“I drink and I know things.” It’s strange: There are tattoos of Tyrion. But Tyrion is also me, so people have tattoos of my face on them. It’s like, “Oh, okay. You made that choice. It has nothing to do with me.” Sorry, I think I got off track.
No, that was all on track. I remember reading the New York Times Magazine article about you, and in it you referred to people following the “white balloon” of fame and money. So how conscious are you of not doing the thing that Hervé arguably did, which is pursuing things that would get him money and fame at the expense of his true gift? What’s the calculus for that?
It’s a great question. I don’t know what that compass is. Personally, I just love a great script. Box office is out of your control; you’ll never please everybody, and I’m attracted to works of art that divide people. If everybody loves something, are you doing something right? I mean, everybody loved the Beatles, but it doesn’t always work that way. Actually, not everybody loves the Beatles — there are like three people who don’t, and they’re just being contrary. I know we’re going to keep talking about fame, but it’s the theme of the film [My Dinner With Hervé], so it’s very important to grapple with. As soon as you feel hurt on a personal level because people whom you don’t know don’t like you anymore, that’s a tragedy.
There’s an interesting book about Hervé by a guy called Scott Seldin, who wrote about their friendship and living the bohemian life together in New York in the early ’70s. Reading it, you never get the impression that Hervé’s goal was to be an actor.
So was it just circumstance that got Hervé into acting? And I was curious about how you got into it because —
It’s about owning who you are. Hervé had ownership about his size. He was going to wear it brightly. And becoming an actor, that’s probably one of the reasons I do it: I get to command it [people’s attention] a bit more, and be in control of it through characters — stand in front of it. You know, for most of the movie, I wear a T-shirt that says “bionic midget.” That’s such a complicated shirt. Hervé walks into the room and you go, “Hey, look, he’s wearing that shirt. Cool. He’s having a sense of humor about it.” He’s beating you to it. But it’s also a really fucking angry shirt.
Were you aware as a teenager of the idea of acting as a way to own the attention you were getting? Or did you only realize that later?
I think probably I was aware of it. Not wanting unwanted attention but commanding it on my terms. I don’t know. It’s hard to trace back the psychology. What goes through a kid’s mind? But it’s about having your hand on the dial. You’re turning it up when you want and turning it down when you want. As an actor, you can do that. And for someone the least bit physically different, I guess you want to be in control of that dial. But as a kid, I just loved the creative joy of acting and, yes, the attention — on my terms.
I read the commencement speech that you gave at Bennington.
It was lovely.
Most terrifying thing I’ve ever done. I had never been asked to give a speech before.
There are parts in that speech where you talk about the lessons you took from your immediate postcollege life, when you were in New York and struggling to be an actor. It’s clear that you’ve figured out what those lean years mean for the larger story of your life. I’m curious if you have any sense, now that you’re done filming, of what the Game of Thrones years mean for you and your path?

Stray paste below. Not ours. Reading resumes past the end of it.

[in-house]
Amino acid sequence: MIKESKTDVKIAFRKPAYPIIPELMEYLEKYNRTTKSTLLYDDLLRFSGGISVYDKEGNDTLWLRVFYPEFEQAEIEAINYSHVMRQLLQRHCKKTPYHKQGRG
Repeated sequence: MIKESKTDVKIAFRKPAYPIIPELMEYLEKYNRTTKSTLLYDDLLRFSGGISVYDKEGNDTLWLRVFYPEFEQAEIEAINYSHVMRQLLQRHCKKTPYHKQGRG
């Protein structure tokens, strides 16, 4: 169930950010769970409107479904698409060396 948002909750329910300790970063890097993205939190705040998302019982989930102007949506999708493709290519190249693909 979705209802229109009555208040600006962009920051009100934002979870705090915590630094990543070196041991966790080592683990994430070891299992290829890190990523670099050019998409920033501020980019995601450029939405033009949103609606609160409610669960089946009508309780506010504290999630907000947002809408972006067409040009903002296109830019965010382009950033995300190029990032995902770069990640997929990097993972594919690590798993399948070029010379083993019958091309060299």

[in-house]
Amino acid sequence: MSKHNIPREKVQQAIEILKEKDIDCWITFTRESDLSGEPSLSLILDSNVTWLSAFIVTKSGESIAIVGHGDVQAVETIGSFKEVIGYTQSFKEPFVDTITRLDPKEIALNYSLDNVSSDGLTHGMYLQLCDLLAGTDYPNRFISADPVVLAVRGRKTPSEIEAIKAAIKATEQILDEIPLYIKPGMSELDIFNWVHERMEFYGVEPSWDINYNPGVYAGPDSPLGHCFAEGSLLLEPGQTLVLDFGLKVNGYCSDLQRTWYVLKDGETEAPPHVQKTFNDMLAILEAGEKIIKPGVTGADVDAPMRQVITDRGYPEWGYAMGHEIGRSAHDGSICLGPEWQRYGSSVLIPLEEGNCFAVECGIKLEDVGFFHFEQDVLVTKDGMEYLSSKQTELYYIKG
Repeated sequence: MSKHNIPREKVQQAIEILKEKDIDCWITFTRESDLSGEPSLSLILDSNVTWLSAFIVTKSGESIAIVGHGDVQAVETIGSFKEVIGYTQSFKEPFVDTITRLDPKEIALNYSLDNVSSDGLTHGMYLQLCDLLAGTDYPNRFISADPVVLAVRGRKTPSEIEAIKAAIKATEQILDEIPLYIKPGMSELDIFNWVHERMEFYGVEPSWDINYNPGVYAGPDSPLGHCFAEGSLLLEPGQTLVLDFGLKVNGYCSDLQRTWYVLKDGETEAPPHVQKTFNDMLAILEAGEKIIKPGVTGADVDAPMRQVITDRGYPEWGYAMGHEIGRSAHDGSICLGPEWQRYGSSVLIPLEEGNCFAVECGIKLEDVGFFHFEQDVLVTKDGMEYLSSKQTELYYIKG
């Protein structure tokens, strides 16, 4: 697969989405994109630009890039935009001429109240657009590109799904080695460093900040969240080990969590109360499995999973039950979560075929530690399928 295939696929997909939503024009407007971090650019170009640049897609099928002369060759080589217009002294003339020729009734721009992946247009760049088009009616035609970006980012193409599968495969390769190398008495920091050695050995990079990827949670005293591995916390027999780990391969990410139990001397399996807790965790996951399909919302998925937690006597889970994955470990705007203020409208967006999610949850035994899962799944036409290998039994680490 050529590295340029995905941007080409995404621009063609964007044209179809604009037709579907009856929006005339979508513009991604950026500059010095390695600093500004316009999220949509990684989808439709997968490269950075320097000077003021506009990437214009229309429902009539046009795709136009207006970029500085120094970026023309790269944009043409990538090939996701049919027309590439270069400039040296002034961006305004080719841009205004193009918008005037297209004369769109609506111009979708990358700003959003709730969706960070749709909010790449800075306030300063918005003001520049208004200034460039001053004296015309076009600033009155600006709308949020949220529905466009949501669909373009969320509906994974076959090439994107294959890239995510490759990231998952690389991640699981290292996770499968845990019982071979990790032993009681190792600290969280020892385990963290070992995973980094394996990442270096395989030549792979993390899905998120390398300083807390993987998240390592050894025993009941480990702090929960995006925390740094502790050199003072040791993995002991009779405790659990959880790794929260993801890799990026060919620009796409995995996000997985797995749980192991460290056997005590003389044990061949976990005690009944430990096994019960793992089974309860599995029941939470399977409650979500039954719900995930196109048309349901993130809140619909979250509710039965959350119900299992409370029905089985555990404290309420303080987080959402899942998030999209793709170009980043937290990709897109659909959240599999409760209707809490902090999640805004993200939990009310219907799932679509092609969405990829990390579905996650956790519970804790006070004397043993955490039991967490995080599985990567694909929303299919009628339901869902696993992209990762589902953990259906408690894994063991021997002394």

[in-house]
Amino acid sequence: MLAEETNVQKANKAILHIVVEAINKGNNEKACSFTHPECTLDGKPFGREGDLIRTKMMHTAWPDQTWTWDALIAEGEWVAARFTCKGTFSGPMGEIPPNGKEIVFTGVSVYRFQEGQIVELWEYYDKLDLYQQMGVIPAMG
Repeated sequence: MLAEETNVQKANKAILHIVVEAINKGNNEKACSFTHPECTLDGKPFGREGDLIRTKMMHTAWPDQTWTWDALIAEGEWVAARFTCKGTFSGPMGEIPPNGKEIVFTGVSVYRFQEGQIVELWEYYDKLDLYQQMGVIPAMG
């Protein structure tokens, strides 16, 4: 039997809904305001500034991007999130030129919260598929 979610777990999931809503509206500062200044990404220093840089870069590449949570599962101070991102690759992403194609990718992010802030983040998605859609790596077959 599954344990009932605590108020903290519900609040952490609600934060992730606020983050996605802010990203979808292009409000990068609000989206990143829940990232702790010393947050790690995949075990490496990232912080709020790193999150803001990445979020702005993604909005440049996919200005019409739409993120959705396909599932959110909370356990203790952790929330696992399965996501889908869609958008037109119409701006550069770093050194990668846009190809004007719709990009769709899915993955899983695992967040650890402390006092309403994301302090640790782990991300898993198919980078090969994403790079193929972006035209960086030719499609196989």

Even though it’s only been a couple of months since we finished, I would like to think that I already have some capacity to look back on it. I’m glad the show happened in my life when it happened. I’m glad I wasn’t much younger or older. I’d done a lot of work before getting the show that I think informed what I wound up doing on Game of Thrones, and, hopefully, I still have a lot of work left in me, which will be informed by Game of Thrones. The show was a beautiful experience — doesn’t happen all the time. But it was such a long shoot, so it’s hard to separate the TV show from my life.
Tell me more about that.
It was my life, far away in Ireland. People think I’ll miss the TV show — yes, of course I’ll miss it, but I also lived in a foreign country for many years and developed deep roots. That’s a big part of me, and suddenly it’s just like, Yep, that’s over. Back home now. Wait, what? Really? Actors do these things and then we move on or go back home. You keep in touch — or lose touch — with the group of people you were very close with. It’s strange. I wonder how healthy that is. Probably it’s unhealthy.
How did you find being an American in Europe over the last few years? Did people keep asking you to explain our politics?
Oh, sure. They basically have the opinion of “what’s wrong with you people? What’s up with you people and the guns?” My experience is that people have nothing but love and respect for our country — a lot of them dream of coming here and working here, especially in the film community — but gun culture is a big question mark. The longer you stay away from America, the more it can look like the Wild West.
But as far as the arc of your career, you’re not in the part of it where you’re trying to establish yourself and —
That’s still happening.
I think so.
I guess my question is if, after having once-in-a-lifetime success like Game of Thrones, do you feel like you’re playing with house money for the rest of your career?